District Provides Access to Learning and Exploring for its Youngest Students as it Expands the Transitional Kindergarten (TK) Program
Lifting brush to paper, young students swipe swaths of green, brown, red, and pink paint in an effort to illustrate the flowers they’ve just learned about in a book read by their teacher. “1-2-3-4-5-…,” they count aloud, making sure their flowers have just enough petals. They take turns dipping brushes in a cup of water to clean supplies and dutifully push in their chairs before carrying their art to the drying rack.
Activities such as this in a Redwood City School District (RCSD) transitional kindergarten, or TK, classroom serve many different purposes all at once, such as building fine motor skills, learning parts of print, exploring the natural world, counting, independence, working with others, and much more. Students are not only learning colors, basic ABCs and 123s, but are also being exposed to the building blocks of classroom etiquette and how to get along in diverse settings—skills that will serve them throughout life.
Currently, the TK program is for children turning five-years old between September 2 through April 2.
In 2023-24, RCSD will offer Transitional Kindergarten at nine schools, a 100% increase in the number of classes provided in 2022-23 when the District served 100 TK students. The more than $3 million investment in the hiring of credentialed teachers, instructional assistants, and the resources and supplies for each classroom means more than 200 TK students will have access to school, helping them develop the knowledge and skills they will need as they transition to Kindergarten.
Heidi Conti, TK Teacher at Orion Alternative Elementary School, said that by meeting students where they are in their development, students feel supported and confident to continue on their learning journey.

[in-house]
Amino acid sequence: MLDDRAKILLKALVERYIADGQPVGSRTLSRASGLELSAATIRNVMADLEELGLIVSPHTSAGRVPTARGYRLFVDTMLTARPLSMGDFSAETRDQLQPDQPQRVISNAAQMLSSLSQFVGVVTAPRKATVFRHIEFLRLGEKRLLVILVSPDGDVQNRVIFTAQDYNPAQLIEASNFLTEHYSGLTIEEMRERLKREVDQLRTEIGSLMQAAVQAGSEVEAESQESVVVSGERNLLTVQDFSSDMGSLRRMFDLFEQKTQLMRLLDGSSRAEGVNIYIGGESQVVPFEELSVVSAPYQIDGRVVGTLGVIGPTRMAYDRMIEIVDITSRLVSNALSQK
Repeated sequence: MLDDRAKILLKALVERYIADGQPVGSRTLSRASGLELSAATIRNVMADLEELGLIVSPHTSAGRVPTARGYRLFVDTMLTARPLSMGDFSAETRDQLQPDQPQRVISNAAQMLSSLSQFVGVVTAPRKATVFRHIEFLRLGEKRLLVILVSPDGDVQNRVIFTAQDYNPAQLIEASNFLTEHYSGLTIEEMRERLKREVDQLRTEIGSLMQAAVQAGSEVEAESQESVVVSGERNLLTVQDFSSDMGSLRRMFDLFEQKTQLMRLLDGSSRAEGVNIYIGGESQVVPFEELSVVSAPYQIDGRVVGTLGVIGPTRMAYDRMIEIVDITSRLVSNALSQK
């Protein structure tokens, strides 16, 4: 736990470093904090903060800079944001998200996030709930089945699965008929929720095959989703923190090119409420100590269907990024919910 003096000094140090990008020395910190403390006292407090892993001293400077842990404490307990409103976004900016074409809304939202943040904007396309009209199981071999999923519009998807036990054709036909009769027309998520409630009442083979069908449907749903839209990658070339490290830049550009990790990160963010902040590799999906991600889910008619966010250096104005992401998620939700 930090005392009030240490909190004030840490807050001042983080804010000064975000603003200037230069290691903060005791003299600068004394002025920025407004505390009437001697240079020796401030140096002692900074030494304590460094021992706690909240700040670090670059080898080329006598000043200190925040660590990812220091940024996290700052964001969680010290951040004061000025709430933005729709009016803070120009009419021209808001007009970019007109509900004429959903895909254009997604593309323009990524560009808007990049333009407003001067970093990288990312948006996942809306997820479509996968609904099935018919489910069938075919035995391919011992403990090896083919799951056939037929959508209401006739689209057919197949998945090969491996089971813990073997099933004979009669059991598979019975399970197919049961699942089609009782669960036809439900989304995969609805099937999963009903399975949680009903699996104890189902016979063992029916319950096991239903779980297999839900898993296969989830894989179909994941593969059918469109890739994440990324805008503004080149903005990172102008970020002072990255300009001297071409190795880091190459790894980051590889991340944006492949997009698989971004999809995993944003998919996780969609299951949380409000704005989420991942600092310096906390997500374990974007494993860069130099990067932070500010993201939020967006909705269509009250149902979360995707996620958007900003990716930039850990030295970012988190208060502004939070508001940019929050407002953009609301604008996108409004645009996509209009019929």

“Students develop skills of patience, sharing, empathy, and cooperation while working and playing with their peers,” she said. “Students can learn to express their feelings, manage their emotions, and develop resilience. In TK, students will learn to communicate their needs and perspectives, negotiate, compromise, and find solutions. Another great benefit to attending TK is students learn school routines, like following instructions, raising hands, and taking turns, which prepare them for the elementary classroom.”
Ann Berljafa, who coordinates the TK program for the district, said that the foundational elements of TK are family engagement, developmentally appropriate practice, and social-emotional development.
Frequent collaborative meetings between the program’s dedicated teachers is one cornerstone of this impactful program, she said, where teachers can share best practices with one another. The TK curriculum is a blend of California Common Core Kindergarten standards and the CA Preschool Foundations for five-year olds.
“Transitional kindergarten is often described as a ‘gift of time’ for children who are not ready for the academic demands of kindergarten, but need more stimulation than preschool,” said Berljafa. “It can also benefit multilingual learners who need more exposure to English before kindergarten. Our highly qualified teachers provide a positive, nurturing environment for children.”
She said the RCSD TK program fosters a lifelong love of learning in young students by honoring and including families in the child’s learning process, providing a play-based curriculum that bridges the gap between preschool and kindergarten, and by developing children's self-esteem, confidence, empathy, and curiosity through positive interactions and exploration.
Jennifer Mercado, TK Teacher at Adelante Selby Spanish Immersion School, said that students learn best when they are encouraged to engage with their learning environment to explore, build, create, design, write, read many stories, sing, observe, ask questions, and problem solve.
“Our students have multiple opportunities to build their preliteracy skills in a fun, engaging way that supports how children learn best and sets the tone for continued learning,” she said. “Students develop a strong and early math foundation through hands-on activities and engaging learning centers, and during circle time activities. Students build their vocabulary through sharing opportunities, by listening to stories, singing songs, engaging in dramatic play, playing circle games, and interacting with their peers and teachers in the classroom.”
Students learn by doing and having a great day with their newfound friends in the classroom. The TK class provides opportunities for social-emotional and language development, as well as fostering a lifelong love of learning through interactive, hands-on activities and stimulating classroom centers, which focus on science, mathematics, writing, arts and crafts, and learning about community through role play.